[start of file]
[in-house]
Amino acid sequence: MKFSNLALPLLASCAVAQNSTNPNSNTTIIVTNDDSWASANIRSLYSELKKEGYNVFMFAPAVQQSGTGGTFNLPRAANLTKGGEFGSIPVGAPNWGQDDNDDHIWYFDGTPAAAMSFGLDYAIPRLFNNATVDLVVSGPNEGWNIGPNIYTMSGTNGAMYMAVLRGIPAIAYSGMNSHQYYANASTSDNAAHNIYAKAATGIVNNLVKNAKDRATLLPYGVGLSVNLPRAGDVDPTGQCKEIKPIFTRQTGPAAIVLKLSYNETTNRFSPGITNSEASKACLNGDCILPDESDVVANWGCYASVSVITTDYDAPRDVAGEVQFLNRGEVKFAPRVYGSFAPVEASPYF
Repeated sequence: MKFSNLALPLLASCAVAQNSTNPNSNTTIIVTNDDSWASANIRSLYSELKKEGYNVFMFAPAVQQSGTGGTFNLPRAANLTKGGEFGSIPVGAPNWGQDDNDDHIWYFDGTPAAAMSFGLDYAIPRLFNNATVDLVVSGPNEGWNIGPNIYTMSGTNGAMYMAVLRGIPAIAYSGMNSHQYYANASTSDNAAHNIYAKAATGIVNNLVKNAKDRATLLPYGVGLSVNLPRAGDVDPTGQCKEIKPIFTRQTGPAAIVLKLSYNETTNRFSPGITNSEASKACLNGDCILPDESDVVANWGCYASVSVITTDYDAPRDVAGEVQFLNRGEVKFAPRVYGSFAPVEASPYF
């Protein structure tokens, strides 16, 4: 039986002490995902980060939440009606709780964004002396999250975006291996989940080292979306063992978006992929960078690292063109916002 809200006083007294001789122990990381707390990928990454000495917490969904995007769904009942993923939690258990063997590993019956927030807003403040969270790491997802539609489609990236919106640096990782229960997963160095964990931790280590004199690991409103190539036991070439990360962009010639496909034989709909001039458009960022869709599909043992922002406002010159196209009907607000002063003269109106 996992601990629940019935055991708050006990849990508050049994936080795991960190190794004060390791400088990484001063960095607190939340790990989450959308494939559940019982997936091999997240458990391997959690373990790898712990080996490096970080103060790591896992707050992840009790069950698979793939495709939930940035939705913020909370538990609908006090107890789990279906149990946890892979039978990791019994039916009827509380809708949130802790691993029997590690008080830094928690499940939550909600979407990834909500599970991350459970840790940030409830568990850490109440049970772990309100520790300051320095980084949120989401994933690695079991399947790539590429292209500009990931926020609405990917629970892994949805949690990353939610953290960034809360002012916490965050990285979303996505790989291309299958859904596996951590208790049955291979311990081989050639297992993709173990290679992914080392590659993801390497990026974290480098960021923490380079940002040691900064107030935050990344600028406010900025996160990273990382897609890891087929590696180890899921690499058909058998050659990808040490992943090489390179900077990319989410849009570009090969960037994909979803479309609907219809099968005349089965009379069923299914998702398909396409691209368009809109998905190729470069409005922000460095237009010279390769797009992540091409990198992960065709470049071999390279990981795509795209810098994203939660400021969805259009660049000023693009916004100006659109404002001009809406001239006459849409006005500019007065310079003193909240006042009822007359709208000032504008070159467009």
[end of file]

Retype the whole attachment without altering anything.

[in-house]
Amino acid sequence: MKFSNLALPLLASCAVAQNSTNPNSNTTIIVTNDDSWASANIRSLYSELKKEGYNVFMFAPAVQQSGTGGTFNLPRAANLTKGGEFGSIPVGAPNWGQDDNDDHIWYFDGTPAAAMSFGLDYAIPRLFNNATVDLVVSGPNEGWNIGPNIYTMSGTNGAMYMAVLRGIPAIAYSGMNSHQYYANASTSDNAAHNIYAKAATGIVNNLVKNAKDRATLLPYGVGLSVNLPRAGDVDPTGQCKEIKPIFTRQTGPAAIVLKLSYNETTNRFSPGITNSEASKACLNGDCILPDESDVVANWGCYASVSVITTDYDAPRDVAGEVQFLNRGEVKFAPRVYGSFAPVEASPYF
Repeated sequence: MKFSNLALPLLASCAVAQNSTNPNSNTTIIVTNDDSWASANIRSLYSELKKEGYNVFMFAPAVQQSGTGGTFNLPRAANLTKGGEFGSIPVGAPNWGQDDNDDHIWYFDGTPAAAMSFGLDYAIPRLFNNATVDLVVSGPNEGWNIGPNIYTMSGTNGAMYMAVLRGIPAIAYSGMNSHQYYANASTSDNAAHNIYAKAATGIVNNLVKNAKDRATLLPYGVGLSVNLPRAGDVDPTGQCKEIKPIFTRQTGPAAIVLKLSYNETTNRFSPGITNSEASKACLNGDCILPDESDVVANWGCYASVSVITTDYDAPRDVAGEVQFLNRGEVKFAPRVYGSFAPVEASPYF
């Protein structure tokens, strides 16, 4: 039986002490995902980060939440009606709780964004002396999250975006291996989940080292979306063992978006992929960078690292063109916002 809200006083007294001789122990990381707390990928990454000495917490969904995007769904009942993923939690258990063997590993019956927030807003403040969270790491997802539609489609990236919106640096990782229960997963160095964990931790280590004199690991409103190539036991070439990360962009010639496909034989709909001039458009960022869709599909043992922002406002010159196209009907607000002063003269109106 996992601990629940019935055991708050006990849990508050049994936080795991960190190794004060390791400088990484001063960095607190939340790990989450959308494939559940019982997936091999997240458990391997959690373990790898712990080996490096970080103060790591896992707050992840009790069950698979793939495709939930940035939705913020909370538990609908006090107890789990279906149990946890892979039978990791019994039916009827509380809708949130802790691993029997590690008080830094928690499940939550909600979407990834909500599970991350459970840790940030409830568990850490109440049970772990309100520790300051320095980084949120989401994933690695079991399947790539590429292209500009990931926020609405990917629970892994949805949690990353939610953290960034809360002012916490965050990285979303996505790989291309299958859904596996951590208790049955291979311990081989050639297992993709173990290679992914080392590659993801390497990026974290480098960021923490380079940002040691900064107030935050990344600028406010900025996160990273990382897609890891087929590696180890899921690499058909058998050659990808040490992943090489390179900077990319989410849009570009090969960037994909979803479309609907219809099968005349089965009379069923299914998702398909396409691209368009809109998905190729470069409005922000460095237009010279390769797009992540091409990198992960065709470049071999390279990981795509795209810098994203939660400021969805259009660049000023693009916004100006659109404002001009809406001239006459849409006005500019007065310079003193909240006042009822007359709208000032504008070159467009």